Rational and irrational elements in A. S. Puskin's view of historical conflict in Boris Godunov and Mednyj Vsadnik
Foxcroft, N.H. (1989) Rational and irrational elements in A. S. Puskin's view of historical conflict in Boris Godunov and Mednyj Vsadnik In: Humanities Conference, 20 April 1989, Faculty of Education, University of Szeged, Hungary. (Unpublished)Full text not available from this repository.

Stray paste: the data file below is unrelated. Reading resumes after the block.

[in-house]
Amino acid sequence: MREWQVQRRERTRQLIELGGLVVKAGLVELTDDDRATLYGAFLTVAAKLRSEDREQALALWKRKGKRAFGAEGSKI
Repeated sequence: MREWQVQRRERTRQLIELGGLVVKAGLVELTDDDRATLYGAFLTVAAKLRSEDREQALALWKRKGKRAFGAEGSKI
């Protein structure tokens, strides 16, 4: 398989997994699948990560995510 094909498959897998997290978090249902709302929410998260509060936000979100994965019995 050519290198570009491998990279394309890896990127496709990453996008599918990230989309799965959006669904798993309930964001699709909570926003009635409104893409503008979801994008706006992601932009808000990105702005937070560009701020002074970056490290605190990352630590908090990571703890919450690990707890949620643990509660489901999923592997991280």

N. M. Karamzin’s Istoriya gosudarstva Rossiiskogo (1816-26) served as a great inspiration for A. S. Pushkin’s Boris Godunov (1825). However, the latter does not simply recreate the Russian past of his predecessor’s Istoriya but, flawing the ideas of the Enlightenment and the Romantic Movement, adds a new dimension to historical conflict by revealing a clash between rational ideas and principles in history, on the one hand, and the forces of the irrational (i.e. historical chance and coincidence), on the other. The Russian populace, with its belief in miracles, is seen as a symbol of the irrational nature of the folk mind in contrast to having a Europeanized consciousness. Mednyi vsadnik (1833) acts both as a dialogue with the eighteenth-century Russian odic tradition and as a synthesis of the past and present through causal analysis. It reflects the two main contradictory traditions of interpretation of the founding of St Petersburg in 1703. This produces a state of conflict between the unnaturally rational frame of mind of Peter the Great and Evgenii’s irrationally natural rebellion, hallucinations, and consequent madness. Boris Godunov and Peter the Great are unable to impose order and reason on a world of disorder without unleashing those unpredictable, irrational elemental forces which they are attempting to quell.
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